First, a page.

THE JOB OF THE NEXT CHAPTER, WHY LIT SHOULDN’T BE ALL BRAN, INTERVIEWING ADVICE PETER GZOWSKI GAVE HER, WHEN TO BUILD RAPPORT WITH GUESTS, WHY IT’S BETTER SHE CAN’T SEE HER GUESTS, THE BEST WAY TO STYLE YOUR VOICE
If you’re a Canadian who loves books as much as you love radio, then it’s almost a guarantee that legendary broadcaster Shelagh Rogers has been in your life for a long time.
Rogers is the host and producer of CBC Radio’s The Next Chapter, Canada’s leading author-interview radio show focusing on indigenous and settler Canadian writers. She started at CBC in 1980, hosting music and current affairs programmes, and working her way up eventually became the permanent guest host on Peter Gzowski’s Morningside, the host of This Morning, and also of Sounds Like Canada.
She’s won a range of awards and honourary doctorates, and as a result of her work and advocacy, Native Counseling Services of Alberta gave her their Achievement in the Aboriginal Community Award, the Truth and Reconciliation Commission of Canada inducted her as an honourary witness, the Order of Canada elected her as an Officer, and the University of Victoria named her Chancellor.
Rogers was in Edmonton on February 28, 2017 to host the Edmonton Public Library’s Conversation about Reconciliation at the Ramada Inn on Kingsway. Before she took the stage, we spoke briefly about a range of topics, including:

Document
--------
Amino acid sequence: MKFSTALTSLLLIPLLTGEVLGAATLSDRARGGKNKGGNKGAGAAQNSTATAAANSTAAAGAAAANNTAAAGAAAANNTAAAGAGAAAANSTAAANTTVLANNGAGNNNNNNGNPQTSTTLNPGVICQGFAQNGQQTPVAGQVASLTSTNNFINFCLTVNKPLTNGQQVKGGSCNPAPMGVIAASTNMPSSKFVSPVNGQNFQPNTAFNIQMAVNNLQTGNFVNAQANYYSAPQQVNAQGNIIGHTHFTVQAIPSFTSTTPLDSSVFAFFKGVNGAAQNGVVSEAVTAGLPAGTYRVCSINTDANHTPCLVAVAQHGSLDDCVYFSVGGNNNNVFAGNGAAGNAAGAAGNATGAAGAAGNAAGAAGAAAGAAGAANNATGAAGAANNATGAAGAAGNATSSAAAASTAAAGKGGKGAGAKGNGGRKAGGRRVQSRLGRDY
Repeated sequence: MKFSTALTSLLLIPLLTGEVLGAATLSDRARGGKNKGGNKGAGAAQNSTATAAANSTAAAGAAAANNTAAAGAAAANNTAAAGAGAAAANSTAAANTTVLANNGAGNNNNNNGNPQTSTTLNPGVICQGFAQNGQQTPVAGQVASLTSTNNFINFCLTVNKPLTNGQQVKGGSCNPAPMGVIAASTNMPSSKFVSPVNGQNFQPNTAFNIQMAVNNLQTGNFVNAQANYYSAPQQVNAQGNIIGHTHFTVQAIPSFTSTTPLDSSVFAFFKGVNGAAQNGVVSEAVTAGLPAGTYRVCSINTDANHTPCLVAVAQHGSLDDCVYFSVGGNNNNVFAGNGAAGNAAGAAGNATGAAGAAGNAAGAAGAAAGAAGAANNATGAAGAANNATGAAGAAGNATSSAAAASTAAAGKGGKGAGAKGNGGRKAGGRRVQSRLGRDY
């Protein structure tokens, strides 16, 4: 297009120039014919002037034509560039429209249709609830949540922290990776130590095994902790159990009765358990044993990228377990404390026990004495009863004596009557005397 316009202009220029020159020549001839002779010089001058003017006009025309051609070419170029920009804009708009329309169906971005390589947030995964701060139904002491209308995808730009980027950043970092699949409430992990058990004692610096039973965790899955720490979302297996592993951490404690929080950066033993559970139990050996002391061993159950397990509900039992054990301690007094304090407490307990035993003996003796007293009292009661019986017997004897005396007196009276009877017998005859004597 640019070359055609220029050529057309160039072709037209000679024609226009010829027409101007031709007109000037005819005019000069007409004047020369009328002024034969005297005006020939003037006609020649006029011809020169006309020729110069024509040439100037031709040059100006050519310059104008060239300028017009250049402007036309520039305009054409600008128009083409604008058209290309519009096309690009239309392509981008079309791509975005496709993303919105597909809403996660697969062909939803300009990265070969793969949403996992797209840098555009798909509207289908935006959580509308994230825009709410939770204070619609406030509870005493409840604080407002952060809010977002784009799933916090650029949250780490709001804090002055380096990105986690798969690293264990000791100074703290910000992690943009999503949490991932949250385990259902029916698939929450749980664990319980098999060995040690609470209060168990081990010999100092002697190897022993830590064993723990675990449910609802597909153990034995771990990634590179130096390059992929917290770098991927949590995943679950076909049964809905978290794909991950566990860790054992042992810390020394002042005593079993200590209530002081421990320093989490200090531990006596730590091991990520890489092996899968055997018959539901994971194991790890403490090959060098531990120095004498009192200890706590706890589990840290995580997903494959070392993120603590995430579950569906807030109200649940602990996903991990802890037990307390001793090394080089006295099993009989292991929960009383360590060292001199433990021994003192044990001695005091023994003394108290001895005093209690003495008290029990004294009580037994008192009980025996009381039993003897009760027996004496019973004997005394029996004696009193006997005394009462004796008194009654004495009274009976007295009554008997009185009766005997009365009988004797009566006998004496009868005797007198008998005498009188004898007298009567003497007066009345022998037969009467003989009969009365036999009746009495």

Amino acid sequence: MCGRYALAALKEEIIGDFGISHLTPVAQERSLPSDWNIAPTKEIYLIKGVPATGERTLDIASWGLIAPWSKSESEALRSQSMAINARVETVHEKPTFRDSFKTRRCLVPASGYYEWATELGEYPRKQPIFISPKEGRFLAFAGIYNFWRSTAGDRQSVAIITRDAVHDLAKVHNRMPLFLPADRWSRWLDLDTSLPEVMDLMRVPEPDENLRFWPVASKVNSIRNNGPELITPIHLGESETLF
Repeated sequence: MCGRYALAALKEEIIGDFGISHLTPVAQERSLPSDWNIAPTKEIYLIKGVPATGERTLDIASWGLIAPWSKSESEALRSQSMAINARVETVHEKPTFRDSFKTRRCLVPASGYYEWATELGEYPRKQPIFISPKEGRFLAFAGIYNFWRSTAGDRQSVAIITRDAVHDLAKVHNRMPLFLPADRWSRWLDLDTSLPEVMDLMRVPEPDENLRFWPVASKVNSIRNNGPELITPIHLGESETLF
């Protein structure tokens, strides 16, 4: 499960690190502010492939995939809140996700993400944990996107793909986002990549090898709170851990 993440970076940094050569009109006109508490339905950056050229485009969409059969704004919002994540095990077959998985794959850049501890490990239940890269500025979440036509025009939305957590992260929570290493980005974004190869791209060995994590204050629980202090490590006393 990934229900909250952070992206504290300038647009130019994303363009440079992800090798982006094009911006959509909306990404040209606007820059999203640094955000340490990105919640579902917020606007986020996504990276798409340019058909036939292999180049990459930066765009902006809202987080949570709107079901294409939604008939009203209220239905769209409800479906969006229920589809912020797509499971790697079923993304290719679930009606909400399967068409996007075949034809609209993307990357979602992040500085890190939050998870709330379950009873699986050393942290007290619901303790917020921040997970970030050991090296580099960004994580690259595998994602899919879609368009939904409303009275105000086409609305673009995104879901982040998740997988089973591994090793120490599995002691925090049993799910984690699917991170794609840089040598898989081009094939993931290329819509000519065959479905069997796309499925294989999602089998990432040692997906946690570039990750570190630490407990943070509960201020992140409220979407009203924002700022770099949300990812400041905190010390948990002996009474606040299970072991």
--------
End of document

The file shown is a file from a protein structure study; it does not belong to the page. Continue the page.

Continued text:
- How a group of residential school survivors changed her life, and why she needed quit her show to pursue their story
- The job of her show The Next Chapter and why literature shouldn’t be All Bran
- The personal quality that interviewers must possess, and how you can learn to enhance it
- When people are most likely to respond to you so you can build rapport
- The advice that radio legend Peter Gzowski gave her
- Why not being able to see her guests is not a bug, but a feature
- How CanLit has changed for the better, and
- For broadcasters and podcasters, the best way to style your voice
Shelagh Rogers provided EPL with a selection of fiction, non-fiction, poetry, and children's books that explore residential schools, reconciliation, and Indigenous identity.
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